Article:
Welcome to the virtual book club for Kristina Riggle’s new book, “The Life You’ve Imagined’! If you’re not sure just what exactly we’re doing here, I gave away 20 copies of “The Life You’ve Imagined” for people to read the book and participate (sponsored by Harper Collins), but receiving the book from me isn’t a prerequisite to participation, anyone who has read the book is welcome to join in! In fact, I have two copies of Riggle’s debut, “Real Life and Liars” to give away to people who participate today and tomorrow. If you need more background on the book, you can read my review, which also hosts a Mr. Linky with other reviews of this book, so check those out, or leave your own review if you’ve written one.
Here’s what’s happening: respond to any or all of the questions in the comments below. As you are able, read through the comments other people have left (you may want to make sure that ‘notify me of follow-up comments’ is checked when you leave your comment), and respond to them. If you use the ‘reply’ link in their comment, your comment will show up right below their to make it obvious you are responding to them. Discuss! Have fun! Grab a glass of wine if you want! If you haven’t read this book yet, remember, there will quite likely be spoilers. Such is the nature of a book club. As is also the nature of a book club, these questions may be colored by my own experiences with the novel, or by reviews I have read. Feel free to take any question in another direction, or disagree with my basic premise.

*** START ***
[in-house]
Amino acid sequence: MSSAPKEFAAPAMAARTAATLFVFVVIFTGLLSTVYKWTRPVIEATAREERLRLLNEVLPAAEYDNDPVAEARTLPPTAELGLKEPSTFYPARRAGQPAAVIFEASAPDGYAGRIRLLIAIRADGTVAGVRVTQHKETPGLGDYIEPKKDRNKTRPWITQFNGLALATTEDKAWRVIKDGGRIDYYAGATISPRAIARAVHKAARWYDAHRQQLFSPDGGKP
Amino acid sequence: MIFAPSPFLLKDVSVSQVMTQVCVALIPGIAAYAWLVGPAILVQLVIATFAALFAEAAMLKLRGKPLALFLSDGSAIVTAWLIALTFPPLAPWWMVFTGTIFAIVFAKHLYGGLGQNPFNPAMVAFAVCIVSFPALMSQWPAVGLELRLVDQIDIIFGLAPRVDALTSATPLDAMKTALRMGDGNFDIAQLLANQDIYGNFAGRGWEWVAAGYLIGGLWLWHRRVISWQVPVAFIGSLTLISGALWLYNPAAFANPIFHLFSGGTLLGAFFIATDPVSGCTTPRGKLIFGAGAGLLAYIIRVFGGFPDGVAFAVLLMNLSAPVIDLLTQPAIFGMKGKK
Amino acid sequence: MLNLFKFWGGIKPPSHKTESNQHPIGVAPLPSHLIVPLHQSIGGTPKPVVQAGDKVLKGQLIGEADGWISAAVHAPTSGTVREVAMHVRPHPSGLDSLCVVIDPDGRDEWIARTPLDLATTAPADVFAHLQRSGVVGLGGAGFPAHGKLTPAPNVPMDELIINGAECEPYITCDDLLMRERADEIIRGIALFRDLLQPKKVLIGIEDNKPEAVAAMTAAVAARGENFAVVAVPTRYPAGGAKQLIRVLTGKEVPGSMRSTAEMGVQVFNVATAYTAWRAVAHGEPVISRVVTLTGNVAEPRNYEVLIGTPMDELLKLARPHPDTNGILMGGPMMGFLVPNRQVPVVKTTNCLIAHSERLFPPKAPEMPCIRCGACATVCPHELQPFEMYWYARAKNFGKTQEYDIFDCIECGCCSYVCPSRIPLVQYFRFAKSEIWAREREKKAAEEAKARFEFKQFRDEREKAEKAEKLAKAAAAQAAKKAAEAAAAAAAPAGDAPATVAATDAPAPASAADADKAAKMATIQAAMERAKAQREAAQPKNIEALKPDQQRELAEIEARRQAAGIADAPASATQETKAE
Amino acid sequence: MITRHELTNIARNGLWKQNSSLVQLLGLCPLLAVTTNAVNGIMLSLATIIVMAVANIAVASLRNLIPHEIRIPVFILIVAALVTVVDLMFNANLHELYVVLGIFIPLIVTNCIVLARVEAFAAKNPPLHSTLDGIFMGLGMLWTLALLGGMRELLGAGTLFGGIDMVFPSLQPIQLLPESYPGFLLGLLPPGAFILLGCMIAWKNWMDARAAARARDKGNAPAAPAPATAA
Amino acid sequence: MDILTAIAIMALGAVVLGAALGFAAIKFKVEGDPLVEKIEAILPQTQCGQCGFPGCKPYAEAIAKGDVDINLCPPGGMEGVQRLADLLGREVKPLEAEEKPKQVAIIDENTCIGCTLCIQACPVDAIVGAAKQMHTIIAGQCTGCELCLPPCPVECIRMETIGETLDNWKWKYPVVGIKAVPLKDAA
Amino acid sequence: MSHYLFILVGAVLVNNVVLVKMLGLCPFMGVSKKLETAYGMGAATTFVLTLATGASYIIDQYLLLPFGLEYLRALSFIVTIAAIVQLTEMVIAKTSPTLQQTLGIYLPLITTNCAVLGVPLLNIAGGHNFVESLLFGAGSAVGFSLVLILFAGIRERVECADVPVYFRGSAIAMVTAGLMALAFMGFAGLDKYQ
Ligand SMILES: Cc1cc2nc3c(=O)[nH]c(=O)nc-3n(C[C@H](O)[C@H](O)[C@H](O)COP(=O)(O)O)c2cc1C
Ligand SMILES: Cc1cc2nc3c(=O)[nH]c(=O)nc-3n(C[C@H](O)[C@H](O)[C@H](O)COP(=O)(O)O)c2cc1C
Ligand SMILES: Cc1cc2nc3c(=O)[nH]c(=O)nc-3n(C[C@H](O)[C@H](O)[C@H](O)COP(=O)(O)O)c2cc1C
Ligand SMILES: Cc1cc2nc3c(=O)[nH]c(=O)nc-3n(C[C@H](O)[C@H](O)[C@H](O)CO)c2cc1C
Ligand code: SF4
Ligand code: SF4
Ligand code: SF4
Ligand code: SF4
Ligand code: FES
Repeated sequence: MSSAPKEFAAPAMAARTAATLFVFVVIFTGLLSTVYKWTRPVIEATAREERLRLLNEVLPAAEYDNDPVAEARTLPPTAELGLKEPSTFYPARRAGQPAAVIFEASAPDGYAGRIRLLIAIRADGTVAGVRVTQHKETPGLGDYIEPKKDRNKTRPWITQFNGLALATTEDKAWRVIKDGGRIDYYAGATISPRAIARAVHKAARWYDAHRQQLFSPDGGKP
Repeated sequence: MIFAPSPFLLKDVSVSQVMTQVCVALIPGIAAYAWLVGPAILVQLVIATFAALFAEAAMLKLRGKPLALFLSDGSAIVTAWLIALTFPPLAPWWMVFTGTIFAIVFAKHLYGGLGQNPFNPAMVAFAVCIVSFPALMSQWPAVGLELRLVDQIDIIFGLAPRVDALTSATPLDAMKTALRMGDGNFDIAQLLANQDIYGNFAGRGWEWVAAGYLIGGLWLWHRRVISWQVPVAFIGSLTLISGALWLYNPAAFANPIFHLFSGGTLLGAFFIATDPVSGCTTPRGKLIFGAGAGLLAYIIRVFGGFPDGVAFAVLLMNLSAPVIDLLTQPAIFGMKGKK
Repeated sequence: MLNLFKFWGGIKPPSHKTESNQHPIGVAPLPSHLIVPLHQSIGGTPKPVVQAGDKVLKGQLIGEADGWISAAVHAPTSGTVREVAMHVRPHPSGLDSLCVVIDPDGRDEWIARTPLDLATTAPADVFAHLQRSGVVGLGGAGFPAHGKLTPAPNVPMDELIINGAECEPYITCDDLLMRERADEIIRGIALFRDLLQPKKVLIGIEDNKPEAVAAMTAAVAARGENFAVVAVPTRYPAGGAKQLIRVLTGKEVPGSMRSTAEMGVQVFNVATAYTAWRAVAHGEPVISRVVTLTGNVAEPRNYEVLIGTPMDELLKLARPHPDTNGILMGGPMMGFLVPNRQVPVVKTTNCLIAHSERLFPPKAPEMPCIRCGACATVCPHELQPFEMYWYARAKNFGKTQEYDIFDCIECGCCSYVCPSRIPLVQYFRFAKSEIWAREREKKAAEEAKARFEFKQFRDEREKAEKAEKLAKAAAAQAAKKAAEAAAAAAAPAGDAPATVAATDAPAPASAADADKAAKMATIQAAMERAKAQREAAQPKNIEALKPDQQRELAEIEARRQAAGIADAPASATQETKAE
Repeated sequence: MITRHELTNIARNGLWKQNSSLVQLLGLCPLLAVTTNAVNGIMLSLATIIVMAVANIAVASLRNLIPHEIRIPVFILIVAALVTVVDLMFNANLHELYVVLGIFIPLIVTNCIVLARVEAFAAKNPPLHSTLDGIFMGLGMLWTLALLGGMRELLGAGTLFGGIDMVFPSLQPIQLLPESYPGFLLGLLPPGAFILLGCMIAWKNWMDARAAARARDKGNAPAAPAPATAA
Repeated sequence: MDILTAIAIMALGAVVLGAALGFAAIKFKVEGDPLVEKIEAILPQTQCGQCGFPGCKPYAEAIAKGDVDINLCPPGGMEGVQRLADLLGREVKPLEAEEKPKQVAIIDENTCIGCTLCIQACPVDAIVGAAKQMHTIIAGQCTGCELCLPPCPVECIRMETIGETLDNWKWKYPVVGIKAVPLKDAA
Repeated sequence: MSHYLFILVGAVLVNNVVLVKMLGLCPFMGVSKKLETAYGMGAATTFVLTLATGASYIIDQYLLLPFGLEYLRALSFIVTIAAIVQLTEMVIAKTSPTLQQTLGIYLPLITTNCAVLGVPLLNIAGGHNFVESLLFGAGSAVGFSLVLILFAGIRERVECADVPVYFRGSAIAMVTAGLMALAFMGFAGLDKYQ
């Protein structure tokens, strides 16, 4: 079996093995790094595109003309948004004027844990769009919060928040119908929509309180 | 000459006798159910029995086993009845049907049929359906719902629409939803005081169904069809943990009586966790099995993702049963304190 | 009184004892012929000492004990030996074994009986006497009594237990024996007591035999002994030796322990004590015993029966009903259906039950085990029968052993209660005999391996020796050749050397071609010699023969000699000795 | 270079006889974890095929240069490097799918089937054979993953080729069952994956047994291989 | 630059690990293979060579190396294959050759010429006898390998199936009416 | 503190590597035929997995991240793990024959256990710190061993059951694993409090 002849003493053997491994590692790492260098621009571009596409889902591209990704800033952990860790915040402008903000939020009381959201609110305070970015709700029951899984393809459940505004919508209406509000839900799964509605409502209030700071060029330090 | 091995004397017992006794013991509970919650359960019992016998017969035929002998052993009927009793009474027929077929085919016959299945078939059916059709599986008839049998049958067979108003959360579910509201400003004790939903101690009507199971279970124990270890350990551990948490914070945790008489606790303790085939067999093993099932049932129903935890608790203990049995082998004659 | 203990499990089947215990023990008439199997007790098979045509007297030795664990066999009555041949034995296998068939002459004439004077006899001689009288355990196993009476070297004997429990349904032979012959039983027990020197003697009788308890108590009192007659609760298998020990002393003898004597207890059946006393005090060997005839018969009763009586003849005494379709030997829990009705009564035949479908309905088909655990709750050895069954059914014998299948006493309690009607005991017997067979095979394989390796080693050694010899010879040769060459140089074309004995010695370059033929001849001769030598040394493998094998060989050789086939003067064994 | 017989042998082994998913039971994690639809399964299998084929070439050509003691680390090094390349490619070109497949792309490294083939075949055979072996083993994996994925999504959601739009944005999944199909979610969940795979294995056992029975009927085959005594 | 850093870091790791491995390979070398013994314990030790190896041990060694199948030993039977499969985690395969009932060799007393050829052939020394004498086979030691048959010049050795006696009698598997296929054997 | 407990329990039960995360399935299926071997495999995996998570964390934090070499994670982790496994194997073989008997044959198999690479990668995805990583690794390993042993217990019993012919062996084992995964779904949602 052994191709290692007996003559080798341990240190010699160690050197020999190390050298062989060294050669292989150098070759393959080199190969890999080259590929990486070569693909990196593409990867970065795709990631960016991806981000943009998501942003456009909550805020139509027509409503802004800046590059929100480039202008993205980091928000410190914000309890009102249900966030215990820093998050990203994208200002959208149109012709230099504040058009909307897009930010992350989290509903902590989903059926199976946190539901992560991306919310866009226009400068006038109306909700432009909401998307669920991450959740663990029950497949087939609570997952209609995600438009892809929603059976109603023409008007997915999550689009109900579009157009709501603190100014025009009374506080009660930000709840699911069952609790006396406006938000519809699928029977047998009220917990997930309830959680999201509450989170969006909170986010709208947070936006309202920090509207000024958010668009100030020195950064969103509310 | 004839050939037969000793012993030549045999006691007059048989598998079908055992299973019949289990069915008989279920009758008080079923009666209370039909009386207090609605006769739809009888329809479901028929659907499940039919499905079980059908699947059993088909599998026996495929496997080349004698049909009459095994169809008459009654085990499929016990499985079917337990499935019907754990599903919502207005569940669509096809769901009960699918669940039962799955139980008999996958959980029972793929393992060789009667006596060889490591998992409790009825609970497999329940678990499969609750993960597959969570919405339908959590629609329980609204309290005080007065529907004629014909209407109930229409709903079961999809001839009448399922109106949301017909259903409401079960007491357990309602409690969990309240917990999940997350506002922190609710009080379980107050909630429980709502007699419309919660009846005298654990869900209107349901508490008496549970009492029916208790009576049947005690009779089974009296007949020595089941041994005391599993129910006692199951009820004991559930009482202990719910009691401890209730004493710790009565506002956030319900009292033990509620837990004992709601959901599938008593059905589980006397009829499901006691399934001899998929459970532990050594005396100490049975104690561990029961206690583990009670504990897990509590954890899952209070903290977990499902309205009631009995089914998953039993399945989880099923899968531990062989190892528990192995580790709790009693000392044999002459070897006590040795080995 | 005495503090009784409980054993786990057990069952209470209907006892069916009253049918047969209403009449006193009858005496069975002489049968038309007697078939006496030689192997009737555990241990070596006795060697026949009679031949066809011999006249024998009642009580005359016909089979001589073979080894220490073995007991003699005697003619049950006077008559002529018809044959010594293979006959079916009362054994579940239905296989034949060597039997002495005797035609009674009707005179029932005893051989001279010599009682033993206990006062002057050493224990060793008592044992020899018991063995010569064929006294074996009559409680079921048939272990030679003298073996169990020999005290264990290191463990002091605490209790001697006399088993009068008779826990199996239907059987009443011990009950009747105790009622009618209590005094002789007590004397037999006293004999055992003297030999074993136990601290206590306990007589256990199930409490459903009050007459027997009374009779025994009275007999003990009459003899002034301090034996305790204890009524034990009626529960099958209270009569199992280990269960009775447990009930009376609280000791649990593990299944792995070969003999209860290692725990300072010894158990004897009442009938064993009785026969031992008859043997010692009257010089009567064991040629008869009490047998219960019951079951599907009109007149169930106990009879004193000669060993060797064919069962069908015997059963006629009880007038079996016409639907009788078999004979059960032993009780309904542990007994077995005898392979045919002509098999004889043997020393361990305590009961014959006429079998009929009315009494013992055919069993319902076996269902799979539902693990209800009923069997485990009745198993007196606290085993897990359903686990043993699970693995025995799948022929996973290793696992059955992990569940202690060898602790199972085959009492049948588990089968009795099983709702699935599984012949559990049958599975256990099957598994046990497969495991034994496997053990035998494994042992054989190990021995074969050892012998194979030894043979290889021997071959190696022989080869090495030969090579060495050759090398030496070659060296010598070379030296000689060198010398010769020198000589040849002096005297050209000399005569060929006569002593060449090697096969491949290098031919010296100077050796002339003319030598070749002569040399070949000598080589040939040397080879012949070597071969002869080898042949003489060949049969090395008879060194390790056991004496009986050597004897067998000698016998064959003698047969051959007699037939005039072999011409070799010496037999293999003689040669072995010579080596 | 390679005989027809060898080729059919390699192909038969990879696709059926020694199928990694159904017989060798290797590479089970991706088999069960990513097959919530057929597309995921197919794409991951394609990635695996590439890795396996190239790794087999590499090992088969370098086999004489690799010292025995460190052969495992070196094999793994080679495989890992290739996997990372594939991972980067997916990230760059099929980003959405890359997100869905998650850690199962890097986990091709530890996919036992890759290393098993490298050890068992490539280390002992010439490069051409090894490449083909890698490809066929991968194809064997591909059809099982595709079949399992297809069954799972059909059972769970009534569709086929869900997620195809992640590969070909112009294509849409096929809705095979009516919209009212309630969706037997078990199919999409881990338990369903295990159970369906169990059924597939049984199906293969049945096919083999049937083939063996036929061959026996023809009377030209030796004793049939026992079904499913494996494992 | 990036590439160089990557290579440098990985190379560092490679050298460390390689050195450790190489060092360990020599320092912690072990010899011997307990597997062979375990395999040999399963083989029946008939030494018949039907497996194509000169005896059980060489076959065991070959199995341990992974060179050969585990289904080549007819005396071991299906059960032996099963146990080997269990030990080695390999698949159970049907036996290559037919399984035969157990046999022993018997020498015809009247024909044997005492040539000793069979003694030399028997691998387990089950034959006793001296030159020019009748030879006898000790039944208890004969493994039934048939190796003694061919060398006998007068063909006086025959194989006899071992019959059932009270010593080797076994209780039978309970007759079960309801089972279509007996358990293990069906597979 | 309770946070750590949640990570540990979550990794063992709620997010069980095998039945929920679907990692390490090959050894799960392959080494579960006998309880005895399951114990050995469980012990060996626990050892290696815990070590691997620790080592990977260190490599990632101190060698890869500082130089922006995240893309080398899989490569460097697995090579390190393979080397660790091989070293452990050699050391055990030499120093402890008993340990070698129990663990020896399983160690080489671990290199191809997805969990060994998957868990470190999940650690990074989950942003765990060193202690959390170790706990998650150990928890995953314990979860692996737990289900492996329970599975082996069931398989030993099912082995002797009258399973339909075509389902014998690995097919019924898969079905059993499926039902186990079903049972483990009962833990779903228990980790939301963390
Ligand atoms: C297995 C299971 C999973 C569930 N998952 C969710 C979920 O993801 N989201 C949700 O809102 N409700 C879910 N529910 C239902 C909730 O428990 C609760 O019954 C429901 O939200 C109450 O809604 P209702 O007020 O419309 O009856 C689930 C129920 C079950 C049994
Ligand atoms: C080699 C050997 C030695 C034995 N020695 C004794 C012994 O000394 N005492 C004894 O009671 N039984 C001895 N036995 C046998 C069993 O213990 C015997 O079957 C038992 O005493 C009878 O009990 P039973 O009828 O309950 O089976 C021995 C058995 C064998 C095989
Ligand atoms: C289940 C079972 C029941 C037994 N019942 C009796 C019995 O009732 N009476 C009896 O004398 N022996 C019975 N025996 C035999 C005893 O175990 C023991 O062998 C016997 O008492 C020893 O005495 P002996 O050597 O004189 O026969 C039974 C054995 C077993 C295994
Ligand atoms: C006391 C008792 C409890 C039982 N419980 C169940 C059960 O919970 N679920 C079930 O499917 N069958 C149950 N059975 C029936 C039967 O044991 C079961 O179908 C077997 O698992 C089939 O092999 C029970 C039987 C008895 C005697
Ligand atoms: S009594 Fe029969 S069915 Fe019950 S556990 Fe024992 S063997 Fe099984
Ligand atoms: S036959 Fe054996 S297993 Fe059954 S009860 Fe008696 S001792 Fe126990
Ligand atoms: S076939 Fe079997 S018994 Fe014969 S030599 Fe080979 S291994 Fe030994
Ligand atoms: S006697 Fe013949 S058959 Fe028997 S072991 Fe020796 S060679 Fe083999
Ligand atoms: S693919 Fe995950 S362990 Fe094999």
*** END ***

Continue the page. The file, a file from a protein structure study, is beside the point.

- General thoughts?
- The title of this book is taken from a misquote of Thoreau. Do you think it fit the story? How or how not?
- Maeve was quite obvious about not being able to disengage herself from the past for a great deal of the book. What do you think held her there? Do you think any of the other women suffered the same problem?
- What were your impressions of the men in this book, what did you think about how they were portrayed?
- I thought Cami’s storyline was sort of a gutsy one, I don’t remember ever having seen a young woman with a gambling addiction portrayed in literature, or even on TV. It is always either older women (and only Marge Simpson that I can think of) or men. Why do you think Riggle chose to give her a gambling addiction? How did it inform her actions as a character?
- Multiple old relationships come back to life in “The Life You’ve Imagined,” both romantic and otherwise. Did you think these were portrayed in a realistic fashion? What is realistic to expect from an old friendship? Romantic relationship?
- What did you think about the ending? Were you satisfied? Did it wrap things up too much? Not enough?
- If you could ask Kristina Riggle one thing, what would it be?
- What else struck you about this book that you would like to discuss?